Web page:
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Weapons of Mass Destruction (WMD)

India Green Lights Commercial Production of Light Steel for Armored Vehicles

Sputnik News

16:22 01.03.2017

This will cut down the delays in armament projects as the lightweight steel will be made in the country as opposed to relying on imports earlier.

New Delhi (Sputnik) – The Indian government has granted license to private steel company Jindal Stainless to manufacture High Nitrogen Steel (HNS) which is used in building Main Battle Tank and other armed forces vehicles. This is the first time a private firm has won the license to make HNS, and is a major boost to India indigenous capabilities.

The use of high-nitrogen steel will replace the existing import of Rolled Homogeneous Armor (RHA), resulting in improved cost efficiency in material acquisition for armor applications by 50 per cent," said a Jindal Steel statement, after signing the license agreement with the DRDO.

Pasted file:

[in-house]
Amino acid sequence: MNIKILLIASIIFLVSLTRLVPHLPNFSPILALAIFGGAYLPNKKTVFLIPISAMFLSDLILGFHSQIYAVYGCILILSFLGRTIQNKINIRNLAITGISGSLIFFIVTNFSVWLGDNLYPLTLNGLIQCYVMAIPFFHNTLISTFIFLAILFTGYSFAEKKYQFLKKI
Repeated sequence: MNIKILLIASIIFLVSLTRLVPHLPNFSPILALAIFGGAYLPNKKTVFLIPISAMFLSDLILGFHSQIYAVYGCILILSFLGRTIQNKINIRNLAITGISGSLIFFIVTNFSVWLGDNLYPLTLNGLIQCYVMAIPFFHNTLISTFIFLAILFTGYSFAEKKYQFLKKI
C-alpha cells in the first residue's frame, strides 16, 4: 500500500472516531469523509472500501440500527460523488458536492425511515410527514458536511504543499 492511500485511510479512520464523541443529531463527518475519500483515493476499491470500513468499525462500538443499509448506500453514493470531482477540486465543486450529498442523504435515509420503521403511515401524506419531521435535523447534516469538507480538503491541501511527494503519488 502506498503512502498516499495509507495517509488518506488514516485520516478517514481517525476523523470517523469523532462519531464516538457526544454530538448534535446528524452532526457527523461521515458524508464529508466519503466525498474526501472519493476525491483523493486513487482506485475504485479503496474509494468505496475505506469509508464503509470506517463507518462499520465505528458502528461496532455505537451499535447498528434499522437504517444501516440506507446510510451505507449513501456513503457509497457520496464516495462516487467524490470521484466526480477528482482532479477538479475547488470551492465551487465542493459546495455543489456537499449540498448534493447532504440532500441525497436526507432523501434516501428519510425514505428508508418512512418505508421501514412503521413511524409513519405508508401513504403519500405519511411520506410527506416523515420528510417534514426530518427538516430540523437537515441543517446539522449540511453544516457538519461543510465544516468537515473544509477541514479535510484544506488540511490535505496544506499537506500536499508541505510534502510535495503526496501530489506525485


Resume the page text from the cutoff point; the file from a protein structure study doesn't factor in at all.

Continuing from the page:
Production of HNS in India will expedite the indigenization process and the manufacturing process as import procurement often delays the production of lighter armor vehicles. HNS has potential application in all armored vehicles including Infantry Combat Vehicle, Light Specialty Vehicle, Futuristic Infantry Combat Vehicle, Main Battle Tank, Future Ready Combat Vehicle and aviation and naval systems. It could be used very effectively in helicopters and naval boats where protection is required against AK-47 shells, 7.62 ball, 7.62 armor-piercing, 12.7 armor-piercing projectiles etc.

"HNS is not only tough but also has good strength. In addition to being non-magnetic as well as corrosion resistant, the cost of HNS is about 40 per cent less compared to Rolled Homogenous Armor Steel. Very few countries in the world have developed this technology of HNS," said Subhash Bhamre, India's junior defense minister.

India had not inducted its indigenously developed Main Battle Tank Arjun MK 2 as it said the vehicle was too heavy to move quickly in desert and hilly terrain.

Currently, the Indian government is holding consultation with stakeholders for a $15-billion Future Infantry Combat Vehicle project and a new generation combat vehicle platform, the Future Ready Combat Vehicle. HNS can be immensely useful in these projects.


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